Sunday afternoon I had the joy of teaching one of my friend's three boys how to ice skate. I've probably taught at least a couple hundred kids how to skate. Hockey coaches do that. After the boys got tired I had a chance to be alone with my blades and the cold rink air.
It all comes back to me when I'm on the ice. The memories are still very vivid. I have coached many games in that rink, standing on the bench looking down at that sheet of ice. Now for the first time I was just skating on it. I took a minute to stand on the ice in front of the visitors bench and I could still see the gloves and sticks scattered on the ice after my team won a tournament there. I could see another team getting killed and wondering how much longer it would be before the period would end and I could go home and enjoy the 24-hour waiting period before the parents could call and bitch about our lousy performance. Before I started skating again I though of the last words I always left in locker room after the final game of the season. I always said a personal goodbye to each player and then I would tell the team, "Teach someone to skate someday."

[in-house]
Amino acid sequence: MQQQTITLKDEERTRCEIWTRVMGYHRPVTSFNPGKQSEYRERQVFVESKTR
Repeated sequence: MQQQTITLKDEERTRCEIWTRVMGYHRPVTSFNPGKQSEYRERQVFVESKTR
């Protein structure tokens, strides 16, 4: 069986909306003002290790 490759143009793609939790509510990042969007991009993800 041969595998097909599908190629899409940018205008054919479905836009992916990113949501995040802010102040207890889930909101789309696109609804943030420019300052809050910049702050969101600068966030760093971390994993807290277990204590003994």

Then I went out and checked my stride. The first thing that goes when a hockey player ages is the length of their stride. I always get warmed up and then I count how many strides it takes to skate between the red line and blue line at full speed. The number was three. It has always been three. The distance between the red line and blue lines in North American dimensioned rinks is 25 ft.
The human body is a miracle. After I slowed down I was thankful not only for the muscles and ligaments that ballet has kept stretched but also for the ability to skate at my age. When I got home all the old hockey injuries ached a little. The left knee, the groin, and the right ankle all let me know that they were fifty-five years old.
I have a silly grin on my face right now. I guess I never grew up and I don't see it happening in the future. I found a 45-mm chrome X-Pole to set up at home (replacing the brass) and I'm all set to dance with Estee Zakar on Saturday afternoon. My dance partner wants me to try lyrical with her. She calls it sloppy ballet.
There is only now. Right now. I'm not saving anything.
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